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Frank W. Nelte

December 2021


In Isaiah 29 God speaks about pouring out punishments on Jerusalem, which city God there refers to as Ariel. The name Ariel means "The Lion of God". After mentioning certain punishments, God then presents a focus on the conditions in all of Israelite society in general at the end-time. The dominant attribute is one of utter hypocrisy.

Let’s start by looking at verse 9.


Stay yourselves, and wonder; cry you out, and cry: they are drunken, but not with wine; they stagger, but not with strong drink. (Isaiah 29:9)

God tells us that people behave just like someone who is thoroughly drunk, even though they actually are not drunk with alcohol. God is drawing our attention to the characteristics of a drunk person. So what is someone who is drunk like?

The most dominant attribute of someone who is drunk is that the person cannot think and reason logically. The functioning of the brain is seriously impaired. A drunk person is likely to do things that are stupid. They see things that aren’t really there. They overestimate their own abilities. They are easily fooled by people who want to deceive them. And they have a false sense of security.

The fact is that the excessive consumption of alcohol, to the point of being completely drunk, has seriously impaired the sound functioning of the person’s brain. It is the brain that is adversely affected by the excessive consumption of alcohol.

"Staggering" refers to the drunk person having difficulty in coordinating all of the body’s movements, as in: the brain says "go forward", but the legs wobble out sideways. A drunk person has to constantly over-correct his walking pattern, from going too far left to going too far right. In other words, a drunk person is unable to stay on the right path. Seriously drunk individuals invariably depart to the right and to the left.

And that is the state God is referring to in verse 9.

So while people are not actually drunk from drinking too much alcohol, the attributes of most people in society are just like the attributes of a seriously drunk person. Their brains are not functioning correctly.

In other words, in our world today people:

- don’t think and reason logically,

- can’t stay on the right path for very long,

- fumble their way through their lives,

- easily accept as correct and valid ideas that are plain stupid,

- overestimate their own abilities to deal with problems.

That is basically the picture verse 9 presents to us. So let’s continue.

For the LORD has poured out upon you the spirit of deep sleep, and has closed your eyes: the prophets and your rulers, the seers has He covered. (Isaiah 29:10)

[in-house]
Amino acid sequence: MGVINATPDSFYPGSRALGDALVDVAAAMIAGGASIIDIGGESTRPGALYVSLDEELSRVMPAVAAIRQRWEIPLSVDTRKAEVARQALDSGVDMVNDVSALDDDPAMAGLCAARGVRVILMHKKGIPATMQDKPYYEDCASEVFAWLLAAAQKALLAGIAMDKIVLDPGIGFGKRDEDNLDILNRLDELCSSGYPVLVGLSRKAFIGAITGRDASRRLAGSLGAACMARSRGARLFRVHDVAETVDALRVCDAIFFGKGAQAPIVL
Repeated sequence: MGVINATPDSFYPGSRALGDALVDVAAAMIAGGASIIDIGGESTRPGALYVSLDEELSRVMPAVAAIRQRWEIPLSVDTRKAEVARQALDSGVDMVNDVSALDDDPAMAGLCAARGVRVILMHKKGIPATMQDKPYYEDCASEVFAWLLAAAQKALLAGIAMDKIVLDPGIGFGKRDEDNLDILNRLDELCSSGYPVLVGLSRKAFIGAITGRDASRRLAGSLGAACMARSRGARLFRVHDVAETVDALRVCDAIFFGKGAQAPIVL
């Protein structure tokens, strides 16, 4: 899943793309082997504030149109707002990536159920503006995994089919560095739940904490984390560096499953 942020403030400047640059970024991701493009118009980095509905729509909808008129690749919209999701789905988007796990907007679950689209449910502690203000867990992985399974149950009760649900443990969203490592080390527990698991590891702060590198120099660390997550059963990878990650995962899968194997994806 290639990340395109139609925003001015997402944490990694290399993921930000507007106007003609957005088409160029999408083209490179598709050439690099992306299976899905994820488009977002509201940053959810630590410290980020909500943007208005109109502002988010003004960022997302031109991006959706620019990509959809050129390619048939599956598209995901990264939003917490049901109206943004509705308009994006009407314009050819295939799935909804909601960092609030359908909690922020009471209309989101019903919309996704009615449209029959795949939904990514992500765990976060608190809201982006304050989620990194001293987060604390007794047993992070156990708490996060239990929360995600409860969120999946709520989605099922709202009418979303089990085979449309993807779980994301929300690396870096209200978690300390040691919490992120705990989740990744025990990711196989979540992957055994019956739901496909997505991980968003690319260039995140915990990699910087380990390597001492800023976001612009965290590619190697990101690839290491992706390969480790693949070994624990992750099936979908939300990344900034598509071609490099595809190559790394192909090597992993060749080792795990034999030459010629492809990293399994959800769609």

This verse adds another aspect to the above scenario. "The spirit of deep sleep" means that people don’t really understand what is actually happening to them and around them. They are oblivious to the destruction that has started to come upon them. And here the focus is on leaders in society, both secular and religious, who don’t understand what is actually happening.

They promote and install policies and rules and laws that destroy their own countries and their own societies. But they can’t see that. They cannot understand the inevitable damaging consequences of the foolish policies they are pursuing. In this regard they are like someone who is drunk, whose brain has become befuddled.

Let’s continue.

And the vision of all is become unto you as the words of a book that is sealed, which men deliver to one that is learned, saying, Read this, I pray you: and he says, I cannot; for it is sealed: (Isaiah 29:11)

And the book is delivered to him that is not learned, saying, Read this, I pray you: and he says, I am not learned. (Isaiah 29:12)

"The vision of all" refers to the totality of life, understanding cause and effect, understanding the consequences which every action will have. Understanding what is right and what is wrong, what policies we need to implement, what we need to do in our conduct with other nations, etc. ... these things are not being understood correctly by the educated and the uneducated alike. They all think and reason like someone who is drunk.

None of our leaders understand the real causes of all the problems in our societies. And so the leadership in our nations is bad. They make totally perverse decisions. And when leaders don’t understand the real causes for our problems, they can’t possibly implement the correct solutions.

This is the same problem that God had already pointed out earlier in the Book of Isaiah.

As for My people, children are their oppressors, and women rule over them. O My people, they which lead you cause you to err, and destroy the way of your paths. (Isaiah 3:12)

The leadership amongst the nations of Israel is very bad. Now in the next verse in Isaiah 29 God gives us the reason for why those in leadership positions have no real understanding.

Wherefore the Lord said, Forasmuch as this people draw near Me with their mouth, and with their lips do honor Me, but have removed their heart far from Me, and their fear toward Me is taught by the precept of men: (Isaiah 29:13)

The people are hypocrites!

People talk a lot about God. They profess their love for God. They make an outward show of religion. They honor God with the words they speak. They are strong on rituals. But it is all just hypocrisy, because their minds are not seeking God at all! Their minds are totally selfish. Their minds don’t actually want God to tell them how to live their lives. It is a spirit of hypocrisy that has affected all people.